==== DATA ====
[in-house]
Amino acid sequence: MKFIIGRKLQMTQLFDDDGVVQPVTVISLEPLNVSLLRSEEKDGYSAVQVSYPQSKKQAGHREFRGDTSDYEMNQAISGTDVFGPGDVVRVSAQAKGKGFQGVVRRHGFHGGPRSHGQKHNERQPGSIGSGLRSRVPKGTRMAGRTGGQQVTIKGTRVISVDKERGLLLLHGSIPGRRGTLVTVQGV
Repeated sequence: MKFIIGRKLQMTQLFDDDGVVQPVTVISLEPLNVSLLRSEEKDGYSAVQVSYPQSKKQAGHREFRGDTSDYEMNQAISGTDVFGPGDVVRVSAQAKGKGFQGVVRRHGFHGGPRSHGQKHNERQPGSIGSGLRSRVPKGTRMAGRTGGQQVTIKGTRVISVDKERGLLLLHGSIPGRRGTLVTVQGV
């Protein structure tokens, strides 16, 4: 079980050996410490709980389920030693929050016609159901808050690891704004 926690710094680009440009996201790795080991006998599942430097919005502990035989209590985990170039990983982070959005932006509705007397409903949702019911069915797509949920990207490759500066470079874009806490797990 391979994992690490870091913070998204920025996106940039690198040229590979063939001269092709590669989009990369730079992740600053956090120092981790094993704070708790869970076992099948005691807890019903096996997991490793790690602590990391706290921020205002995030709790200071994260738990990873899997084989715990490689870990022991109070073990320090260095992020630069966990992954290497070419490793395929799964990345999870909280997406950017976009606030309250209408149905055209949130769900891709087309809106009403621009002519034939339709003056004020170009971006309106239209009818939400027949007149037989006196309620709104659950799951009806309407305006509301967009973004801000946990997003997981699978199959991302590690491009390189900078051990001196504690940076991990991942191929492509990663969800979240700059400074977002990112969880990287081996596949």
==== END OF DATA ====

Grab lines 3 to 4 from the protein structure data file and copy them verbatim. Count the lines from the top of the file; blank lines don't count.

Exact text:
Repeated sequence: MKFIIGRKLQMTQLFDDDGVVQPVTVISLEPLNVSLLRSEEKDGYSAVQVSYPQSKKQAGHREFRGDTSDYEMNQAISGTDVFGPGDVVRVSAQAKGKGFQGVVRRHGFHGGPRSHGQKHNERQPGSIGSGLRSRVPKGTRMAGRTGGQQVTIKGTRVISVDKERGLLLLHGSIPGRRGTLVTVQGV
């Protein structure tokens, strides 16, 4: 079980050996410490709980389920030693929050016609159901808050690891704004 926690710094680009440009996201790795080991006998599942430097919005502990035989209590985990170039990983982070959005932006509705007397409903949702019911069915797509949920990207490759500066470079874009806490797990 391979994992690490870091913070998204920025996106940039690198040229590979063939001269092709590669989009990369730079992740600053956090120092981790094993704070708790869970076992099948005691807890019903096996997991490793790690602590990391706290921020205002995030709790200071994260738990990873899997084989715990490689870990022991109070073990320090260095992020630069966990992954290497070419490793395929799964990345999870909280997406950017976009606030309250209408149905055209949130769900891709087309809106009403621009002519034939339709003056004020170009971006309106239209009818939400027949007149037989006196309620709104659950799951009806309407305006509301967009973004801000946990997003997981699978199959991302590690491009390189900078051990001196504690940076991990991942191929492509990663969800979240700059400074977002990112969880990287081996596949």